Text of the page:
Immigration Law Bulletin - Issue 198 - 20 September 2010

Monday 20 September 2010

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UKBA has responded to Refugee Action's postcard campaign on asylum seekers by asserting that the government is committed to providing a safe haven for genuine refugees and that "[w]e do not consider it acceptable to send people to their countries of origin where they would have to hide their sexuality to avoid persecution". It also stated that a review is currently under way with the aim of delivering on the commitment to end the detention of children.
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Business secretary Vince Cable has been busy criticising his own government's immigration cap policy.
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Four determinations of the Upper Tribunal (Immigration and Asylum Chamber):

BK (Deportation - s.33 "exception" UKBA 2007 - public interest) Ghana [2010] UKUT 328 (IAC)
The UT (chaired by Sedley LJ) held that where automatic deportation, under UKBA 2007, s.32, does not apply to a decision to deport following a criminal conviction, because, here, the appellant was under 18 at date of conviction, relevant case law decided in respect of pre-UKBA 2007 deportations remains applicable. In such cases, in line with CA guidance in N (Kenya) [2004] EWCA Civ 104, the IJ must attach weight to the SSHD's view of the public interest.
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OT (Ankara agreement: students, businessmen, workers) Turkey [2010] UKUT 330 (IAC)
The UT held that (1) HC 510 (the immigration rules in force in 1973 - applicable as per the 'standstill clause' in the Ankara Agreement) contains no provision entitling a person admitted as a student to remain (or seek leave to remain) as a businessman; (2) The ECJ's decision in Payir (C294/06) has no application to those who are, or claim to be, businessmen as distinct from "workers".
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RB (Linguistic evidence - Sprakab) Somalia [2010] UKUT 329 (IAC)
The UT held that: (1) linguistic analysis reports from Sprakab are entitled to considerable weight because of the data available to Sprakab and the process it uses. They should not be treated as infallible but evidence opposing them will need to deal with the particular factors identified in the report; (2) recordings of all material derived from the appellant and used as material for linguistic analysis should be made available to all parties if the analysis is to be relied on in the Tribunal; (3) Sprakab linguists and analysts are not to be required to give their names (as distinct from their identifiers, experience and qualifications) unless there is a good reason particular to the individual case.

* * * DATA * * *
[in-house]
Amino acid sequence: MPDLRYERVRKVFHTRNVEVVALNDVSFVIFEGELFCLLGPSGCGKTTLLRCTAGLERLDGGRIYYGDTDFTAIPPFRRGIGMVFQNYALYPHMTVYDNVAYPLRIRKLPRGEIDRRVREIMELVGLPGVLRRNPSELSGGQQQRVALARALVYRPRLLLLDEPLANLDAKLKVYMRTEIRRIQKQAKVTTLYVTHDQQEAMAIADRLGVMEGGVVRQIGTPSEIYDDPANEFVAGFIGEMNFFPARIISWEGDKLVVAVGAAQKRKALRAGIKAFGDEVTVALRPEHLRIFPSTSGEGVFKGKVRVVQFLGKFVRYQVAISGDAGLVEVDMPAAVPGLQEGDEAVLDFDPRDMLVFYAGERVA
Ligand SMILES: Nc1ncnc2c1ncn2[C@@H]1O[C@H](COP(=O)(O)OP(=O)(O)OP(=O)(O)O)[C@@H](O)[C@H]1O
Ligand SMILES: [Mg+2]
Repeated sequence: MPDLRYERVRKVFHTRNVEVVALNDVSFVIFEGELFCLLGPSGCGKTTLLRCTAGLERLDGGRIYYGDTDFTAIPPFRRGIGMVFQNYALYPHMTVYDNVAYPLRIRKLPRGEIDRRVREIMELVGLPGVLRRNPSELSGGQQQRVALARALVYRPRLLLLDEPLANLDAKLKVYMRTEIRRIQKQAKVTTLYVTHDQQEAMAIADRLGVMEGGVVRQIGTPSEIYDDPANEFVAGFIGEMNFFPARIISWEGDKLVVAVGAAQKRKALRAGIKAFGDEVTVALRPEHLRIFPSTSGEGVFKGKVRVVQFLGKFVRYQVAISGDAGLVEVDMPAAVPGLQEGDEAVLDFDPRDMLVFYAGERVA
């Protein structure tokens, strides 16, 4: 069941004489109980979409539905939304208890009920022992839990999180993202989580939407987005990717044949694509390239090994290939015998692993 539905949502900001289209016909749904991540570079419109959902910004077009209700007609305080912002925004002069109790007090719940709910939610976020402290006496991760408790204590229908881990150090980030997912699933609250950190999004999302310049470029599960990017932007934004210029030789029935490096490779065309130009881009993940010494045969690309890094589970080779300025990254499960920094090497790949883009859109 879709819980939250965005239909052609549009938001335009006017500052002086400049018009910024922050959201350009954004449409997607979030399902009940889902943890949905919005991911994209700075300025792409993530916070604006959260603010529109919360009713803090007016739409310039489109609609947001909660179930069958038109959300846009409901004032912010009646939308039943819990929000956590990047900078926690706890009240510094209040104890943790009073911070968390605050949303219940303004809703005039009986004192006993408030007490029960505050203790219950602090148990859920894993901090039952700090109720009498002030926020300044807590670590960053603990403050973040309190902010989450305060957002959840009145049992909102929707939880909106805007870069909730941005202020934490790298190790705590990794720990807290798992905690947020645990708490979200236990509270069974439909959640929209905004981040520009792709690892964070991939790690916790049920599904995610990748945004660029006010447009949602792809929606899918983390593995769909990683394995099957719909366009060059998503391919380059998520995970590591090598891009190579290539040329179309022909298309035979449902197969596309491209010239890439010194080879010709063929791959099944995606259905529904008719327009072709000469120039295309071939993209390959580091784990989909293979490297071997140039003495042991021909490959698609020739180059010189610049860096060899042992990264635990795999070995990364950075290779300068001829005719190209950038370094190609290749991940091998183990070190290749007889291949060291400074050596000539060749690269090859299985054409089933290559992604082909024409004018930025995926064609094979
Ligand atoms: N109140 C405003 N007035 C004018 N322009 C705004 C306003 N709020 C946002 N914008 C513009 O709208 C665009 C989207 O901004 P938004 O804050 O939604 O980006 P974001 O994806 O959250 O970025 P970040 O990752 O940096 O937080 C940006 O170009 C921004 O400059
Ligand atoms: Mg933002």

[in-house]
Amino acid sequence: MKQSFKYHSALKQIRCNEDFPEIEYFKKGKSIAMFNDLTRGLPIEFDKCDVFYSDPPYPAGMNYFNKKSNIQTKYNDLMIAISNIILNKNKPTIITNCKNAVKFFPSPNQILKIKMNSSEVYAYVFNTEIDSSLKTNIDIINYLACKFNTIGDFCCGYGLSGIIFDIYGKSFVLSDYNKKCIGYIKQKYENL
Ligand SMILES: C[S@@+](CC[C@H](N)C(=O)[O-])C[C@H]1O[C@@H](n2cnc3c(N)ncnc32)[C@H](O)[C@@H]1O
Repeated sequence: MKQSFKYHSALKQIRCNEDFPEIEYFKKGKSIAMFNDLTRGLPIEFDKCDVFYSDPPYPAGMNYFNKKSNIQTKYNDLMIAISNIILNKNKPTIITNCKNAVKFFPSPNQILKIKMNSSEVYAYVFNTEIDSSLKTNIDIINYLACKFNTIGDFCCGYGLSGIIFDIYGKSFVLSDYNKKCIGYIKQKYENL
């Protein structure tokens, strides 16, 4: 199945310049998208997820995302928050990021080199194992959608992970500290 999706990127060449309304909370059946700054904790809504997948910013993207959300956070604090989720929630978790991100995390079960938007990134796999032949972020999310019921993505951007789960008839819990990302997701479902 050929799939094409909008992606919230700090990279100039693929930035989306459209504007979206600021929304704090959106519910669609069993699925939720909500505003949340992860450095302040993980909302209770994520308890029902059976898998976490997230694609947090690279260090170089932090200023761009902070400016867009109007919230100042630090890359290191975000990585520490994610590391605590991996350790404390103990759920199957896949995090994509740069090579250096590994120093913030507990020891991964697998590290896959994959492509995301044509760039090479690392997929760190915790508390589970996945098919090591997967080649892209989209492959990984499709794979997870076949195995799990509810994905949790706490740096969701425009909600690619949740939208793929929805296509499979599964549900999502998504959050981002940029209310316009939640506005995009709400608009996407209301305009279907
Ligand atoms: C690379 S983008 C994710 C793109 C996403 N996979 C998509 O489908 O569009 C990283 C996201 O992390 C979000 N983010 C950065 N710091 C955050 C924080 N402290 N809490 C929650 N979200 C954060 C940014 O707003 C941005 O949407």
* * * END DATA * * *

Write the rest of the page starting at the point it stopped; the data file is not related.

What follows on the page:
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SK (Article 1F(a) - exclusion) Zimbabwe [2010] UKUT 327 (IAC)
The UT held that: (1) Art 7.1 of the Statute of the International Criminal Courts, the Rome Statute, is usually regarded as providing the best working definition of a crime against humanity for the purposes of Art 1F(a) of the Refugee Convention; (2) where the act or crime does not involve the specifically listed forms of acts or crimes, in order to consider that a crime against humanity had occurred, the Tribunal must consider if the acts participated in by the appellant were of a "similar character" to those specified in Art 7.1(a) to (j) of the Rome Statute. In so doing, the Tribunal must consider the specific purpose of the crime, its intent and effect, the participation of an appellant in the crime and if needs be whether the appellant made a substantial contribution to the crime.
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Refugee and International Protection Update
22 September 2010, Central London, 16.00-19.15

A regular ILPA update run by the authors of the newly published 2nd edition of Asylum Law and Practice, Peter Jorro and Mark Symes, both of Garden Court Chambers.
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Judicial Review Conference
14 October 2010, Birmingham

A leading team from Garden Court Chambers will give an up-to-date overview of all aspects of judicial review including how it can be used in immigration proceedings, together with practical advice on how to apply the law successfully.
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